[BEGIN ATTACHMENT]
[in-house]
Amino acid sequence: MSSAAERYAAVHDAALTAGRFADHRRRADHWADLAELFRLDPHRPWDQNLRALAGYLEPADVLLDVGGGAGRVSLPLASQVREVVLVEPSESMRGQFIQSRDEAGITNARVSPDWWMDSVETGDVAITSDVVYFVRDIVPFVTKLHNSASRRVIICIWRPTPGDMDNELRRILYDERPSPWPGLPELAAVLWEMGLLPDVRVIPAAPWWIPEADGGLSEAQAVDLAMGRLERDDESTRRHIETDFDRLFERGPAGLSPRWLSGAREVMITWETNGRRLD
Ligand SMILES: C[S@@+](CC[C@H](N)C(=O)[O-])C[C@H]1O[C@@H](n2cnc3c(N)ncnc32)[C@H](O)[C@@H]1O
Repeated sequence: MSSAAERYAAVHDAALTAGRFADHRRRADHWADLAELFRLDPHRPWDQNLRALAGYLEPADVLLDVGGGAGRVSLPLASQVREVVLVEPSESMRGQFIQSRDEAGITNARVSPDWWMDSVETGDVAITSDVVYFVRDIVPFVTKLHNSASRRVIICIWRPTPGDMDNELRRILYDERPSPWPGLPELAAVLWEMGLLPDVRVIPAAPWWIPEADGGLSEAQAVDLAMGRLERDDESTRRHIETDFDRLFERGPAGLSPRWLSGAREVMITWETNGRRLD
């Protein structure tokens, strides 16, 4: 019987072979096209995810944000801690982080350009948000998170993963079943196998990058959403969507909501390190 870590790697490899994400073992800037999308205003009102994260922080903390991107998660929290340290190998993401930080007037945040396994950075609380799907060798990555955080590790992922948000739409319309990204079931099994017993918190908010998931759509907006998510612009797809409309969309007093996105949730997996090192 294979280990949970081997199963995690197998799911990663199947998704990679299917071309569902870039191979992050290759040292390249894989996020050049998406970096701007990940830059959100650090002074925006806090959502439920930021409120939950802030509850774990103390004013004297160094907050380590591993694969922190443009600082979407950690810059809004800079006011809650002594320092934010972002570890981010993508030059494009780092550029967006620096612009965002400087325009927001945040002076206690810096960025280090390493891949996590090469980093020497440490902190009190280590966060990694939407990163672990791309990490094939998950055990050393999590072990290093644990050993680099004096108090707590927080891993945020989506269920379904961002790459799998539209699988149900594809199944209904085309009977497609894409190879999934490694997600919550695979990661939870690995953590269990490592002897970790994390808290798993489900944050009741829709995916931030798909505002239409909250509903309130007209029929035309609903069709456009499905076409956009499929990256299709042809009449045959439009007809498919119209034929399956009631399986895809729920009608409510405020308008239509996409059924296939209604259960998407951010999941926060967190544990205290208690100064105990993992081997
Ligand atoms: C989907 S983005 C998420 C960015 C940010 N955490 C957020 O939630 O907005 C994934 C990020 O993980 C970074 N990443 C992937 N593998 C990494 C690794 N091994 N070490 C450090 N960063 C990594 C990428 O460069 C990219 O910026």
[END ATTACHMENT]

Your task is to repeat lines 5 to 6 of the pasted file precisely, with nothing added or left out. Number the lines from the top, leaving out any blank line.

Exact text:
């Protein structure tokens, strides 16, 4: 019987072979096209995810944000801690982080350009948000998170993963079943196998990058959403969507909501390190 870590790697490899994400073992800037999308205003009102994260922080903390991107998660929290340290190998993401930080007037945040396994950075609380799907060798990555955080590790992922948000739409319309990204079931099994017993918190908010998931759509907006998510612009797809409309969309007093996105949730997996090192 294979280990949970081997199963995690197998799911990663199947998704990679299917071309569902870039191979992050290759040292390249894989996020050049998406970096701007990940830059959100650090002074925006806090959502439920930021409120939950802030509850774990103390004013004297160094907050380590591993694969922190443009600082979407950690810059809004800079006011809650002594320092934010972002570890981010993508030059494009780092550029967006620096612009965002400087325009927001945040002076206690810096960025280090390493891949996590090469980093020497440490902190009190280590966060990694939407990163672990791309990490094939998950055990050393999590072990290093644990050993680099004096108090707590927080891993945020989506269920379904961002790459799998539209699988149900594809199944209904085309009977497609894409190879999934490694997600919550695979990661939870690995953590269990490592002897970790994390808290798993489900944050009741829709995916931030798909505002239409909250509903309130007209029929035309609903069709456009499905076409956009499929990256299709042809009449045959439009007809498919119209034929399956009631399986895809729920009608409510405020308008239509996409059924296939209604259960998407951010999941926060967190544990205290208690100064105990993992081997
Ligand atoms: C989907 S983005 C998420 C960015 C940010 N955490 C957020 O939630 O907005 C994934 C990020 O993980 C970074 N990443 C992937 N593998 C990494 C690794 N091994 N070490 C450090 N960063 C990594 C990428 O460069 C990219 O910026």